Jok Moo – The Recipe

Jok Moo
Jok Moo

During my second week living in Hua Hin I found a Thai meal that is suitable to eat for breakfast. Adjusting to eating “dinner food” for breakfast still stands as a major challenge while I adapt to Thai life. Now that I live in Thailand I know that a “Western” breakfast is an unnecessary luxury, and somewhat of a cop-out when I ought to be pushing myself to try new things. Therefore eating Thai food from street stalls continues to help me adapt.

One of many street food stalls selling Jok Moo
The street food stall I buy Joke Moo from

On that fateful morning, the morning I won because I found a Thai breakfast I could eat, I bypassed a meal of green curry with beef blood jello cubes and walked to a neighboring street stall located infront of two 7/11’s. I looked through the glass of the stall when without warning a mother daughter duo spoke in Thai and prepared food for me before I even got the chance to Wai and say “Sawadee ka”. The rest is now breakfast history found in a plastic bag for 25 baht.

The daughter that prepares Jok Moo

Jok Moo 

Jok moo is a nutrient rich meal that Thai people eat all day. While eating Jok Moo for dinner at the Night Market I met a Thai waiter named Blackie who deemed it one of Thailand’s “Comfort Foods.” If there was such as thing as comfort in a foreign world to a new expat Jok Moo has become just that.

Here is how you can enjoy Jok Moo at home:

The Recipe


  • 1/2 cup long grain rice
  • 2 1/2 cups plain water or broth
  • oil
  • ground pork balls (any other kind of meat as well as seafood can be added in)
  • eggs
  • fish sauce or soy sauce
  • salt
  • pepper
  • ginger
  • lemon grass
  • sprouts
  • green onion
  • cilantro
  • garlic
  • pickled chillies aka chili water (cut chillies and season with desired spices/ herbs, place in jar with water and let it set)

*Every ingredient except for the main portion of rice porridge can be added or subtracted depending on the taste buds of the diner. I’ve seen many children eat only the rice porridge without anything added, whereas some street food stalls offer “Gai” – chicken. There are many variations of Jok that depend on the diner and what you’d like to eat.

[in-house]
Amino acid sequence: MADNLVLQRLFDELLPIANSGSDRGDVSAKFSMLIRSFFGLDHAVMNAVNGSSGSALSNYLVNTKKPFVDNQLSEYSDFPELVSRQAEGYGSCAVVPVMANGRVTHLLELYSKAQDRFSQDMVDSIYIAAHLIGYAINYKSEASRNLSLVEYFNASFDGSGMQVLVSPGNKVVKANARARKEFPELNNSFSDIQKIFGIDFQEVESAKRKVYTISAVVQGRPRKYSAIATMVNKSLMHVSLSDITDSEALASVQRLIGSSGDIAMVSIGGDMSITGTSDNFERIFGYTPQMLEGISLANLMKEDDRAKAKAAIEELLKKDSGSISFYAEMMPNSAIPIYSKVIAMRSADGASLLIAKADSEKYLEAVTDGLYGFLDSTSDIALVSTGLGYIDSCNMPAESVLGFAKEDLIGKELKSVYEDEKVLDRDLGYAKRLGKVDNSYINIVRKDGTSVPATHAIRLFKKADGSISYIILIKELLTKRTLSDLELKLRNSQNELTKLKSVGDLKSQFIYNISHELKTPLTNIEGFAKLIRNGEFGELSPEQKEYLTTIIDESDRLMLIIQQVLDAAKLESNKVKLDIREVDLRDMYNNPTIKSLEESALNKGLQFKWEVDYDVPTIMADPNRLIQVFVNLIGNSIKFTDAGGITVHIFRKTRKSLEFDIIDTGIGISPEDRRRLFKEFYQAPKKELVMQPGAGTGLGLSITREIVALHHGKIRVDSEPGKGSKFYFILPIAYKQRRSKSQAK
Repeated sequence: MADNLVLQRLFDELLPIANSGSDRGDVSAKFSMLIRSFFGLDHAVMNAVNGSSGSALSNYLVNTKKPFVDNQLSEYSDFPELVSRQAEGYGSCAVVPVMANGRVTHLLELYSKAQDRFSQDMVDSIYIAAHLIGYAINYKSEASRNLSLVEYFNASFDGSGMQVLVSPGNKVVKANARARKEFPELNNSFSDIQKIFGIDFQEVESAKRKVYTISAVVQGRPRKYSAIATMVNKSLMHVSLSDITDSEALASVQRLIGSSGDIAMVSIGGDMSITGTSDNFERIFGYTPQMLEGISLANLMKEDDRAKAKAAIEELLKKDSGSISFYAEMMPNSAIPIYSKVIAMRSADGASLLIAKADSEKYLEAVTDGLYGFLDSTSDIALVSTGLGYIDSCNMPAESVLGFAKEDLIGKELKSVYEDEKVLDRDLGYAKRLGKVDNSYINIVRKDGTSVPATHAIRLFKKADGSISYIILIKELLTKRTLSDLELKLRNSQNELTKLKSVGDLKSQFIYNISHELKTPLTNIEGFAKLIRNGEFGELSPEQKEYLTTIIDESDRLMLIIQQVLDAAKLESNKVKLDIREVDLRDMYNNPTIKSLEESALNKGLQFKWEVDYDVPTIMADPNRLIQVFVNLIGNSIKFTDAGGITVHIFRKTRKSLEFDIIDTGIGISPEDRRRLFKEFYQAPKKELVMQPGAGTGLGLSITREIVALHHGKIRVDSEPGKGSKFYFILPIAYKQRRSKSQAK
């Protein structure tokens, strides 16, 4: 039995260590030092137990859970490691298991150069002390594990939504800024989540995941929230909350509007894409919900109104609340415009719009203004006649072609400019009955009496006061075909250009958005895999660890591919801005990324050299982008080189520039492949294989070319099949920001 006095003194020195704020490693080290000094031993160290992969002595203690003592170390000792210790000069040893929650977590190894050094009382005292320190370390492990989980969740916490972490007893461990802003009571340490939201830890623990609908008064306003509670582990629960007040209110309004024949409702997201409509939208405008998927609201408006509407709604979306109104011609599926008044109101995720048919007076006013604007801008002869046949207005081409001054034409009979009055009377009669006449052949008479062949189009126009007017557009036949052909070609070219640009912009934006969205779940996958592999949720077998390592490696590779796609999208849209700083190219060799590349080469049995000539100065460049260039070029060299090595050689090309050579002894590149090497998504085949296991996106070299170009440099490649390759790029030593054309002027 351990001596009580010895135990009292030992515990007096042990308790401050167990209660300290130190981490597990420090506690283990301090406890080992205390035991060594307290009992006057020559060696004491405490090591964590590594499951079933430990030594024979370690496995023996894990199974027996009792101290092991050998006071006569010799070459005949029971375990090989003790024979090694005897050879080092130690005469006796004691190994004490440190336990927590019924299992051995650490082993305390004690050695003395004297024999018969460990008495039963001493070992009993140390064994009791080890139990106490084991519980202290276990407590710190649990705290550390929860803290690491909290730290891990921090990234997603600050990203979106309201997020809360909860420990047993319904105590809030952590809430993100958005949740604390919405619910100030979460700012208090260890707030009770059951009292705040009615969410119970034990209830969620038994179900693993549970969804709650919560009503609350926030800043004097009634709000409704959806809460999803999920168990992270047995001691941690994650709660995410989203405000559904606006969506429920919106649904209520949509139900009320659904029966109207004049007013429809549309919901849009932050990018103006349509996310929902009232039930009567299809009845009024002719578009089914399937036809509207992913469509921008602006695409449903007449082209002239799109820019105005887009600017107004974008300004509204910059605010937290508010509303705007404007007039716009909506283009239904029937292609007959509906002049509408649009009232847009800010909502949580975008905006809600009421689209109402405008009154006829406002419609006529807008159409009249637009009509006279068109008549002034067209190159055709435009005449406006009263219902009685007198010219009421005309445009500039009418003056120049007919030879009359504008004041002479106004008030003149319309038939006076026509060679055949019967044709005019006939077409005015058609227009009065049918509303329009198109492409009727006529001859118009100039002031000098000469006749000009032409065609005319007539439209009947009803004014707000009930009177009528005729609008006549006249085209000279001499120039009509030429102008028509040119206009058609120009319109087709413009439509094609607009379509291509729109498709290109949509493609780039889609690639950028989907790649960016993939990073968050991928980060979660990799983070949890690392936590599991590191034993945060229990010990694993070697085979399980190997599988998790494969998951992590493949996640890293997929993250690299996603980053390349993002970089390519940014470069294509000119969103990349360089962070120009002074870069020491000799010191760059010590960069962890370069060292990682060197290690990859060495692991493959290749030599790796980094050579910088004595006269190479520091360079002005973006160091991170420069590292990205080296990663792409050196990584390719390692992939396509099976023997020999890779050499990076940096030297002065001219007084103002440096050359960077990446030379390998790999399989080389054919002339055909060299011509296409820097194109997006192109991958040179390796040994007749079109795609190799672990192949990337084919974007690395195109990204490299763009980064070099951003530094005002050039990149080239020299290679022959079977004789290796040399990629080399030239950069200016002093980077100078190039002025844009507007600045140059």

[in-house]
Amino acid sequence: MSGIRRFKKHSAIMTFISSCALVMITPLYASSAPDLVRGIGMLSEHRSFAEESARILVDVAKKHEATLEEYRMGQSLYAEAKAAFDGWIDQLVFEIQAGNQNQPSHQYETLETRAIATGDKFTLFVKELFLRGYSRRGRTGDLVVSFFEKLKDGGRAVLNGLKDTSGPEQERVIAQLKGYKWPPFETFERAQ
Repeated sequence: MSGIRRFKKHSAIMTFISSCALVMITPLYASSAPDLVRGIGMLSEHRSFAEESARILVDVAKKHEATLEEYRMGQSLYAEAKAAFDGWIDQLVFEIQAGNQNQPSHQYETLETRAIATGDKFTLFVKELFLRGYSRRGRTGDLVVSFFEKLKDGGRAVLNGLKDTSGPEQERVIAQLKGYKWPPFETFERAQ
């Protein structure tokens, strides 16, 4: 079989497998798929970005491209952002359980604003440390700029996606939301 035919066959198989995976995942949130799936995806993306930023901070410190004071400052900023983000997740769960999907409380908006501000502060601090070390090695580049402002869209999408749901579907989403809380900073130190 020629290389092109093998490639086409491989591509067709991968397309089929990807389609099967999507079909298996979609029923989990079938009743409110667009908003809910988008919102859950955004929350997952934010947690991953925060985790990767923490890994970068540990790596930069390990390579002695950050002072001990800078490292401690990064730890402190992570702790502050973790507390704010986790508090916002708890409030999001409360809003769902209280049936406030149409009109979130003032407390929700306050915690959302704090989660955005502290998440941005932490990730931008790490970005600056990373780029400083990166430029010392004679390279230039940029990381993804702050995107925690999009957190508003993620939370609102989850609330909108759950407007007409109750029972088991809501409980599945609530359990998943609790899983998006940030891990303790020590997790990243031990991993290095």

Additional Ingredients for Joke Moo
Additional Ingredients for Jok Moo



1. In a bowl or plastic bag marinate your choice of meat/seafood with herbs, seasonings, and sauces (oyster sauce, garlic, salt, and pepper seem to be what is most often used).

2. Finely chop up ginger, lemon grass, green onion, cilantro, garlic and any other herb you’d like to add later on to your jok.

3. Bring rice and water to a boil. Turn heat down to a simmer and stir often as water reduces and rice cooks. Add additional water if rice becomes too thick. The rice should break down with the water to create a creamy porridge like consistency.

4. When rice breaks down begin cooking what you marinated in a pan (like ground pork balls or slices of beef) with oil.

5. Once rice has turned into a soup/ porridge consistency it is ready to be poured into a bowl, and topped with your choices of meat, seasonings, spices, and even a boiled egg.

Serve and Enjoy!


About the Author

Aryn and a local Thai boy
Aryn and a local Thai boy

Hello, my name is Aryn and I will be the September – October intern for XploreAisa. I enjoy reading and traveling around Hua Hin as well as trying out all the street food and meeting Thai people. Continue reading future posts for recipes, teacher bios, and events happening at XploreAsia.


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